By Catherine Wagley
By Channing Sargent
By L.A. Weekly critics
By Amanda Lewis
By Catherine Wagley
By Carol Cheh
By Keegan Hamilton
By Bill Raden
"TAKE A LOOK AT THIS AMERICAN POSTER for Shane," says Mulroy. "You're seeing the boy and the family through Shane's eyes, and it's all very positive, romanticized stuff. This, however" -- he flips over a page -- "is the Polish version." Against a stark background, artist Wojciech Wenzel has pinned a gray, death-haunted figure. "You'd never want this guy to 'Come back, Shane!'" says Mulroy, laughing. "If you listen to his last speech -- 'I've been branded a killer, I'm no good, don't count me as a hero' -- then you can see this poster as Shane looking at himself through his own eyes. One scene, two interpretations, East and West."
By contrast, a series of High Noon ads illustrates how posters played a role, albeit a peripheral one, in Polish history. One shows Gary Cooper against a white background above the words "High Noon, June 4, 1989." But it's not a movie poster at all: Behind Cooper's head is Solidarity's red logo. High noon is really June 4, 1989, the date of the first free elections in modern Poland. It must have been distressing for Jaruzelski's yes men to see the insurgent nation wallpapered with images of a decadent Yankee gunfighter. Though Cooper, of course, never enjoyed much solidarity from his craven townspeople, Solidarity won.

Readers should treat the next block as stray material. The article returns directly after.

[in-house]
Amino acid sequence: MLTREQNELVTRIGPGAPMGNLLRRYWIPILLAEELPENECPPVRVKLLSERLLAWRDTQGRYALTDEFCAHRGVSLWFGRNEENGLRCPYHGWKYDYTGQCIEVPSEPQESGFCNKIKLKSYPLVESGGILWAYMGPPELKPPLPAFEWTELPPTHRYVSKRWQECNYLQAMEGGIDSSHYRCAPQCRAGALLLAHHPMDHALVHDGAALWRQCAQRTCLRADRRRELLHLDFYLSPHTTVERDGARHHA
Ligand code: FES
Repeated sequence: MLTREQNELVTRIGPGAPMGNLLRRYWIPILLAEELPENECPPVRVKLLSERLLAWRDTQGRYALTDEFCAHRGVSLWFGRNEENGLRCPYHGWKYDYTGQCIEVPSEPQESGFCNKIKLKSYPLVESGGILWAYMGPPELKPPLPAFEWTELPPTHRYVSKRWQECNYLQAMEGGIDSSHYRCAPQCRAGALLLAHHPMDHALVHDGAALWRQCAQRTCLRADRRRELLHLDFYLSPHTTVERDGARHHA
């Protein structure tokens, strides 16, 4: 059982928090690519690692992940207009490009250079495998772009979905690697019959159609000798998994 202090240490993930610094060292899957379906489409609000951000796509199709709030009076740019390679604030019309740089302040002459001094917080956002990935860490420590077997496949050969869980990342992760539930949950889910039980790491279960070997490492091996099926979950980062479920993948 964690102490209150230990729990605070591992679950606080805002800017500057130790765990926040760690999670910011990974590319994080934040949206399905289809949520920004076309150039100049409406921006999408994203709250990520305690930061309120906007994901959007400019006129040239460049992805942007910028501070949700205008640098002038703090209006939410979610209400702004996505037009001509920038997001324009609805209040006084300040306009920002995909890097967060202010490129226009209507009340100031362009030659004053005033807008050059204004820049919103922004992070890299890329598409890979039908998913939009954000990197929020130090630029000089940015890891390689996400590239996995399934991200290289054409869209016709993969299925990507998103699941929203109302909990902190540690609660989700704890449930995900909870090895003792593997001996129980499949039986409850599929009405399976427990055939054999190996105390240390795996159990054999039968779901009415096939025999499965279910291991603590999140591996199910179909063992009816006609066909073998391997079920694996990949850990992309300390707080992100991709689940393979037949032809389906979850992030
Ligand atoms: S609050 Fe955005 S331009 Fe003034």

Mulroy digs out a government-approved cartoon poster of Ronald Reagan, enemy of the people, top international fascist, et cetera, complacently riding the international range in black hat and spurs. It's a response to the U.S.-led international embargo against Poland in 1982. If nothing else, it proves that two, even three, can play at this game, and that the rich, contradictory and infinitely flexible imagery of the Western, though in steep decline on these shores even 18 years ago, was capable of being remade in ways as modern and relevant as the news headlines.
WESTERN AMERYKAÑSKI: POLISH POSTER ART AND THE WESTERN At the Autry Museum of Western Heritage | From October 16 through January 30